When compared with the basic e-signature, this type of advanced e-signature provides a higher level of security. In this case, the danger arises if someone gains access to one’s phone or steals access to the associated electronic identity, which is more common than we think.

3. Qualified Electronic Signature

A qualified electronic signature is a high-level electronic signature that has been verified by a Trust Service Provider (TSP). It’s like having your signature witnessed “as done on pen and paper,” but in electronic form.

When a signer uses the app on their phone to verify their electronic signature on an electronic document, the TSP checks all the “matching” criteria to make sure everything is in order.

TSPs are only used in one country, and they usually come from government-owned companies or institutions like the Post Office.

What Use Cases Are Appropriate for E-signatures?

Two men signing an electronic document.

E-signatures are not applicable to all document types. For example, they are not applicable to documents that need to be notarized, such as real estate sales contracts and deeds. However, they are helpful in HR document preparation, end-user agreements, contracts, and commercial and non-commercial dealings.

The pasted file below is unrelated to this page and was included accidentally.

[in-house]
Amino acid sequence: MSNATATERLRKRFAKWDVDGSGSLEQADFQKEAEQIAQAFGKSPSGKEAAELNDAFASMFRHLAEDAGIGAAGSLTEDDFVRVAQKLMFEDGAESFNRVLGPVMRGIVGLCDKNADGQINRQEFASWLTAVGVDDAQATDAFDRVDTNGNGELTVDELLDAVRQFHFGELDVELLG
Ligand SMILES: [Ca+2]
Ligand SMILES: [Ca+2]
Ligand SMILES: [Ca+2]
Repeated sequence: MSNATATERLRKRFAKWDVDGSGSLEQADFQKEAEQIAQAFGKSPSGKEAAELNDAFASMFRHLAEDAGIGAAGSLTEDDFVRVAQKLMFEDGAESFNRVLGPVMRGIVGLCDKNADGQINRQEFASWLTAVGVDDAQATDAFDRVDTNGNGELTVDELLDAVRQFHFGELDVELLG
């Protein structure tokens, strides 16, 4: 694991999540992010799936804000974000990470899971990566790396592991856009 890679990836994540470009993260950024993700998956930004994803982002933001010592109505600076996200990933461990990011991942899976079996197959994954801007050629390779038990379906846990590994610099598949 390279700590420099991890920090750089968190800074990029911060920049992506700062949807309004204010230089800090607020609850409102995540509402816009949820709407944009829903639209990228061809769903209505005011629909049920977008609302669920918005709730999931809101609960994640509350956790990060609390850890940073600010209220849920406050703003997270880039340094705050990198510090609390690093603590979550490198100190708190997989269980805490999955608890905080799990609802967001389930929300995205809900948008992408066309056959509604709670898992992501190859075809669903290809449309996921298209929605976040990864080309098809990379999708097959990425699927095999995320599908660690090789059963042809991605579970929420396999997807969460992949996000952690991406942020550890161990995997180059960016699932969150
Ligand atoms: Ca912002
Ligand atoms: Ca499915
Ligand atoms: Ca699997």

In HR document preparation, e-signatures can be used to inform employees about new benefits or changes to their health insurance coverage.

They can also be used for training purposes—for example, an employee handbook could be signed electronically by managers when it is first distributed and again once it has been reviewed by employees.

E-signatures can also help with the creation of end-user agreements. These are agreements between individuals and corporations that specify how they will use technology together.

For example, an individual might sign an agreement with a company that provides software services so that they can access their account online using a username and password provided by the company’s service provider.

In this case, both parties would have an interest in ensuring that each party has read and understood what they’re agreeing on before signing on the dotted line.

Contracts can also be signed electronically if both parties agree to do so beforehand (and if there are no legal issues that prevent this).

What Use Cases Are Not Appropriate for e-signatures?